Sweet Potato and Brazil Nut Curry
There are very few countries in the world where vegetarian food is as important as it is in Asia. The Buddhist culture of many Asian regions means that lots of people often choose vegetarian food over meat-based meals and this curry makes a great veggie alternative to the lamb rendang on page 74 of my book. If you have any leftovers, take them to work to eat with pitta bread for lunch, or blitz them with a drained can of chickpeas and stir in a little sour cream or crème fraîche. This is a great curry to serve on a flatbread, which will mop up all the juices, but you can easily serve it with a bowl of steaming rice.
|500g||sweet potatoes, peeled and chopped into chunks|
|1 tbsp||rice bran oil or vegetable oil|
|2||small red onions, peeled and chopped into large dice|
|3cm||piece of fresh ginger, peeled and finely chopped|
|5 cloves||of garlic, peeled and finely chopped|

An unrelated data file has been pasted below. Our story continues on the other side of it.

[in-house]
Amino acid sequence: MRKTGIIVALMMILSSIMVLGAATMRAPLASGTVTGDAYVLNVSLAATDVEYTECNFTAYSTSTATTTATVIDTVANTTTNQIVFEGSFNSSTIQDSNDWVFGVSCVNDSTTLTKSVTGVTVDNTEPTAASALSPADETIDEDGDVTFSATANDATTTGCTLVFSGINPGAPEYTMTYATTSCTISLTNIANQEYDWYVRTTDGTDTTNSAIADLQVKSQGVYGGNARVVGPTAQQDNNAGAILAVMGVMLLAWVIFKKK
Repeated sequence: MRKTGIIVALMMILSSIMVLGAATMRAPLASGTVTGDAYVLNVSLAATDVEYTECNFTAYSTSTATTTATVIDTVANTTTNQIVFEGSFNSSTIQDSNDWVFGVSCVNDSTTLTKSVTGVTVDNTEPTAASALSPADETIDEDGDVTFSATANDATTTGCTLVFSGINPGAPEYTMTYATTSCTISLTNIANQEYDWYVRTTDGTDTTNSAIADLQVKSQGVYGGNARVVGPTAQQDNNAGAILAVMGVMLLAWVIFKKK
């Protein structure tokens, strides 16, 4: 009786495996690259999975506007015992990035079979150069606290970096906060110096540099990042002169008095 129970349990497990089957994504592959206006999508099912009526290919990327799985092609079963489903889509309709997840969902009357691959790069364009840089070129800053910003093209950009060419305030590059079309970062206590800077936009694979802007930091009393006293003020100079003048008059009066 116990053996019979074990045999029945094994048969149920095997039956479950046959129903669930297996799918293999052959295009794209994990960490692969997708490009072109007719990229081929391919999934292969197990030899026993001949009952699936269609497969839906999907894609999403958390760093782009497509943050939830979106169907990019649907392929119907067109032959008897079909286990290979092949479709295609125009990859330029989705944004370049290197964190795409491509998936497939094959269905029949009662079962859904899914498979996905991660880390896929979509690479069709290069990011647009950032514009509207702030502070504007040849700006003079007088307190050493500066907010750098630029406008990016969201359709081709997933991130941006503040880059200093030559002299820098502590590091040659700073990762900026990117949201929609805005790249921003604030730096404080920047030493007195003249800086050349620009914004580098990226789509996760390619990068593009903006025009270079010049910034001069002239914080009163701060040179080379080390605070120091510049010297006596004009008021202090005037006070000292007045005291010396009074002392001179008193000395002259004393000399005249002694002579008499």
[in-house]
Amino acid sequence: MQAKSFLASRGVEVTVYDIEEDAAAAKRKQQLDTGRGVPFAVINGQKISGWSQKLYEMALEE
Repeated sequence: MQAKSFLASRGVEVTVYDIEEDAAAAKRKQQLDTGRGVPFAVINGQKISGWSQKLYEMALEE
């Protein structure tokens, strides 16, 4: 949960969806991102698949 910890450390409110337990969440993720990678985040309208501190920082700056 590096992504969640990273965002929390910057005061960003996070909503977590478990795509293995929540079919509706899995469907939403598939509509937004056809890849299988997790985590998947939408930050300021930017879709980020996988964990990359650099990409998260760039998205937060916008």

|1||red pepper, deseeded and chopped into 2cm pieces|
|½ tbsp||ground cinnamon|
|½ tbsp||Chinese five spice|
|½ tbsp||ground turmeric|
|1 tsp||chilli powder|
|200ml||light coconut milk|
|1 tbsp||dark soy sauce|
|1 tbsp||light soy sauce|
|3 tbsp||desiccated coconut|
|50g||Brazil nuts, roughly chopped|
|400g||cooked white rice, to serve|
|4 tbsp||fat-free Greek yoghurt, to serve|
|1 tbsp||fresh coriander leaves, to serve|
Place the sweet potato in a large pan of water, bring to the boil and cook for about 10-15 minutes until tender. Drain well.
Heat the oil in a wok over a medium to high heat. When hot, tumble in the onions, ginger, garlic and red pepper. Fry for 2 minutes, stirring often, before sprinkling in all the spices. Continue to fry for a further 30 seconds to lightly cook the spices. Add the coconut milk and give the mixture a stir.
Add a splash of water to loosen the ingredients, then tip in the cooked sweet potato and stir to combine and warm through.
Gently stir in both of the soy sauces, the desiccated coconut and the chopped Brazil nuts. Serve the curry topped with Greek yoghurt and chopped coriander.